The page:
Mr. Speaker, I will continue to speak to the report of the Council of Canadian Academies on the provision of medical assistance in dying to those struggling with mental illness.
The complexity of the issue is reflected in the fact that the members of the Council of Canadian Academies working group had vastly different opinions on the subject. On the one hand, the reports note that symptoms of mental disorder can impair cognitive abilities, making it more difficult to understand or appreciate the nature and consequences of treatment decisions.
The word “incurable” is not generally used by clinicians in the context of mental disorders, which makes it difficult to assess the condition of a person with “irremediable” health problems under the current legislation.
On the other hand, the report points out that the autonomy rights of an individual with a mental illness must be respected. The report cites the experiences of Belgium and the Netherlands, which permit assisted dying for psychiatric conditions, with additional safeguards. However, the report also acknowledges that assisted dying for persons with mental illnesses in these jurisdictions remains controversial, and the public debate is ongoing. Ultimately, the working group could not reach consensus on ways to address complexities and mitigate risks associated with mental illness and medical assistance in dying.
On the topic of advance requests, the Council of Canadian Academies report on advance requests also documents considerable evidence and provided many instructive findings on an issue of great interest and concern to many Canadians. Particularly in our riding, this was an issue I heard a lot about.
An advance request is a request for assisted dying made well in advance and in anticipation of the time when the person making the request may face suffering and other circumstances that may make them eligible for medical assistance in death. An advance request would set out conditions under which an individual requests MAID to be provided at a future date. Advance requests are premised on the likelihood that when people's health circumstances deteriorate to the point where they would want an assisted death, they would no longer have the capacity to affirm their decision immediately before receiving medical assistance in dying. In other words, that critical requirement of giving final consent would not be possible.
Many people express the desire to make an advance request so they have the comfort of knowing they will be able to avoid a lengthy period of grievous suffering for themselves and for their families. This is in the event they succumb to an illness that could leave them severely impaired and lacking cognitive capacity for a lengthy time period.
The CCA report helped unpack advance requests, in a way that really was helpful, by outlining several scenarios of increasing complexity. The first scenario involves an individual at the end of life who has been assessed as eligible for medical assistance in dying, but fears losing capacity while waiting to receive it. This is the situation experienced by Audrey Parker from Nova Scotia who chose to receive MAID earlier than she had wanted in fear of losing her eligibility status.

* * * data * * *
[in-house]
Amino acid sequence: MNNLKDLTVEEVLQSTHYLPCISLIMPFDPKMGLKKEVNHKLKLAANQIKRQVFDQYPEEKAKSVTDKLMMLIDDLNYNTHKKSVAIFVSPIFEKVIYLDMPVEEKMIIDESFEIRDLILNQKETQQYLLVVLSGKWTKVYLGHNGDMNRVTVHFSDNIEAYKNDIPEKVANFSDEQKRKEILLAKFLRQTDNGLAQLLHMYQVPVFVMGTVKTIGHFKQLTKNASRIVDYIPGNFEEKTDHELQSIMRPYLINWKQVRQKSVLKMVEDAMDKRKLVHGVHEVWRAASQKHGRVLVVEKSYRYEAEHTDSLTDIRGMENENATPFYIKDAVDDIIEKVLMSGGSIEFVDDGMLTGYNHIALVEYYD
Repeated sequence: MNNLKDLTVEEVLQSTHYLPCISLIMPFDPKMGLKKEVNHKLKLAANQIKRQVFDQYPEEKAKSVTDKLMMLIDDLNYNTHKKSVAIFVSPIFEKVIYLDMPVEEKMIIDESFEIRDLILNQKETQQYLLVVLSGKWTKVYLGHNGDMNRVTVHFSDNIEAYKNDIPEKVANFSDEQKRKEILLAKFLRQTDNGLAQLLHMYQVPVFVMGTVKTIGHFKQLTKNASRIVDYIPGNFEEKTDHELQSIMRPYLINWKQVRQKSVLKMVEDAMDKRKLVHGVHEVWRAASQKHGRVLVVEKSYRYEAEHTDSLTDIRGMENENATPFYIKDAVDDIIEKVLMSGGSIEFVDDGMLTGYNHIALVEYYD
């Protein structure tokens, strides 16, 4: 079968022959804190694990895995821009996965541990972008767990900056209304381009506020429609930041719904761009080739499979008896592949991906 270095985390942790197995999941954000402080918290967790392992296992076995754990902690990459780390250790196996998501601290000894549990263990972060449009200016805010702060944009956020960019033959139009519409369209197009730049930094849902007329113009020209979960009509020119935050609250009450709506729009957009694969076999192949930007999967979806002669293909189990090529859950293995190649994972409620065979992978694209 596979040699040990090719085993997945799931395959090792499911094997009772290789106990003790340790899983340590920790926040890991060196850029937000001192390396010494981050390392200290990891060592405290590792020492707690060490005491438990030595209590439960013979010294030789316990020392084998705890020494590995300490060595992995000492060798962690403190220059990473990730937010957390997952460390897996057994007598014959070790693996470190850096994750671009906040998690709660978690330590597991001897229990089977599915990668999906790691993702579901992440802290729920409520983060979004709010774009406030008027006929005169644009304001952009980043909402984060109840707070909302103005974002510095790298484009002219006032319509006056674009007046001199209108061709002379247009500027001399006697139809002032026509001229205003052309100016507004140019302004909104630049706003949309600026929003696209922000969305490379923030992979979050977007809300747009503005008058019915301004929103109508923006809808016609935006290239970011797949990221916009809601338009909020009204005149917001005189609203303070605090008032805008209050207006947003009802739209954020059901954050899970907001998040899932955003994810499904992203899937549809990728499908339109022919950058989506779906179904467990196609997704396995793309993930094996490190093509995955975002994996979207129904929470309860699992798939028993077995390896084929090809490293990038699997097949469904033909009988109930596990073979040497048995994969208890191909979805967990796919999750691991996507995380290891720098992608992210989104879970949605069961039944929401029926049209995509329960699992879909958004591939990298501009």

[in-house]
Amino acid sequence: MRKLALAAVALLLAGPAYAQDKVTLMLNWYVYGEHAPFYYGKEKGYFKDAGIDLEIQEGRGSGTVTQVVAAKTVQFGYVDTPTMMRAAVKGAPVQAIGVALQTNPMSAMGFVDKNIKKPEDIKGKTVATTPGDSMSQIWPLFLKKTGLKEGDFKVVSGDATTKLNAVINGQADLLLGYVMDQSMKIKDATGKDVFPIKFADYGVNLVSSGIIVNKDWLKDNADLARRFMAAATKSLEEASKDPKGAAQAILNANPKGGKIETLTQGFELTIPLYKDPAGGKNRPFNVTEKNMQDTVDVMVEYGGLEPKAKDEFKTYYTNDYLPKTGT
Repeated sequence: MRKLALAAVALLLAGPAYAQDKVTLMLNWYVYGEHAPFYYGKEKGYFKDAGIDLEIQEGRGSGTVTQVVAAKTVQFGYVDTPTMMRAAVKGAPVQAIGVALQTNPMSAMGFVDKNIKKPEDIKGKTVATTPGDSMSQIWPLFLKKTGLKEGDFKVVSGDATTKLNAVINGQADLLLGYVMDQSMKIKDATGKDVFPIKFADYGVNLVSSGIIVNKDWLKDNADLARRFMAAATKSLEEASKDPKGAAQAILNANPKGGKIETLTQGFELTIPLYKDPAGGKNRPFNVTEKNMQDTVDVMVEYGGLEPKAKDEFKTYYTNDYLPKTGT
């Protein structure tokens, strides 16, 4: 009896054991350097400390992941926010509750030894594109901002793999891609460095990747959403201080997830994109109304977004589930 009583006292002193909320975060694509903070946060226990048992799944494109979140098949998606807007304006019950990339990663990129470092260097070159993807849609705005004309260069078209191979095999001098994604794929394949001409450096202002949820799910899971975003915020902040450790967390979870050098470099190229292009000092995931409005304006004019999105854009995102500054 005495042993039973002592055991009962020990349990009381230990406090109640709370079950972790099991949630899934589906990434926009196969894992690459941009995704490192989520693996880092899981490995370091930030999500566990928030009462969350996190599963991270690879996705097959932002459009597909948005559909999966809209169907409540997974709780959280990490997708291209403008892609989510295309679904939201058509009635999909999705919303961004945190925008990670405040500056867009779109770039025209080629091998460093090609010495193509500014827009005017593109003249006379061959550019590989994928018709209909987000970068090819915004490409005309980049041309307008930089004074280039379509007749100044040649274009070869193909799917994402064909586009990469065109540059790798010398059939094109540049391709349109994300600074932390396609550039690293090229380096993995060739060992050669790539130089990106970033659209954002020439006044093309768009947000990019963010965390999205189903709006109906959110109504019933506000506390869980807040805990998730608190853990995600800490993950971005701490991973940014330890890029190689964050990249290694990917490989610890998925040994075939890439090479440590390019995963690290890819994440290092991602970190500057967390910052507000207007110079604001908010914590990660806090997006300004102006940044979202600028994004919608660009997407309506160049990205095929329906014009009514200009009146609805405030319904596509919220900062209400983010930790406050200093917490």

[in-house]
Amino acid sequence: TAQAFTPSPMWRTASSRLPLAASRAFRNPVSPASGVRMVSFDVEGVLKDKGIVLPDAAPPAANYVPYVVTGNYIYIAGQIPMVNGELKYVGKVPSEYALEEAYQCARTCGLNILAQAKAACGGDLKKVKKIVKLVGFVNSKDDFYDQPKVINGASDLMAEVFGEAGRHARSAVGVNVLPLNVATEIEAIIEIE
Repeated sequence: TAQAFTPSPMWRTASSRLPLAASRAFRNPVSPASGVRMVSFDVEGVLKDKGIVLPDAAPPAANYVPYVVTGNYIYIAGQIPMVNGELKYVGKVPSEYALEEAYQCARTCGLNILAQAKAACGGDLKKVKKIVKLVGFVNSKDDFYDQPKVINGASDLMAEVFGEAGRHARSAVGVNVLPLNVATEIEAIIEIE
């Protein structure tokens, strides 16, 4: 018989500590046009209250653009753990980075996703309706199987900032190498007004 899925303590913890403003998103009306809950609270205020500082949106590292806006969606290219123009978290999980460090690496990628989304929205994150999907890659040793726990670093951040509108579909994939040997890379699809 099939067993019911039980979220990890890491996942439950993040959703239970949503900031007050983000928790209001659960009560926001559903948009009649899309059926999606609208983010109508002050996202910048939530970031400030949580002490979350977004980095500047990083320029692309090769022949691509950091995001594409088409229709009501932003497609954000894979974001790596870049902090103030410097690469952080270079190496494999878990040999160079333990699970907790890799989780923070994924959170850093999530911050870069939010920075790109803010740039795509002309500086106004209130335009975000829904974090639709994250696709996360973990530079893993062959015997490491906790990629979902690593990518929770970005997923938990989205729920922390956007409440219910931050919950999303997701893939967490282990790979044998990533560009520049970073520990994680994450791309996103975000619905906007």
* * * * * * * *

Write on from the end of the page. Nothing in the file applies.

The second scenario involves an individual who has been diagnosed with a serious condition, but does not yet qualify for medical assistance in dying.
The third scenario involves an individual who wants to plan for various future outcomes, prior to any diagnosis.
The report indicated that when the request is farther in advance of the procedure, it becomes more challenging for health care providers to be certain that the request still reflects the wishes of the individual. The report found that the first scenario poses the least risk and is relatively straightforward. Canadians expressed a great deal of support for this scenario in the federal consultations and it is also widely supported by experts and practitioners.
Our proposed amendments in Bill C-7 would permit this type of advance request. This means that an individual who has a reasonably foreseeable natural death, and who is assessed and approved for medical assistance in dying, can wait for their chosen date without worrying about losing decision-making capacity. If the person does lose capacity prior to that date, they would still receive medical assistance in dying on the requested date or earlier, as expressed in their advance wish. It also means that individuals no longer need to reduce required pain medications and endure additional suffering in order to maintain their capacity to consent right before the procedure.
However, the other two scenarios, where significantly more time passes between preparing a request and medical assistance in dying provision, are far more complex and challenging.
I want to point out that we have definitely made movement on that first aspect. It is in those other two aspects where there is significantly more debate, and those need to be taken care of by Parliament in the coming months, which is exactly what this bill provides for.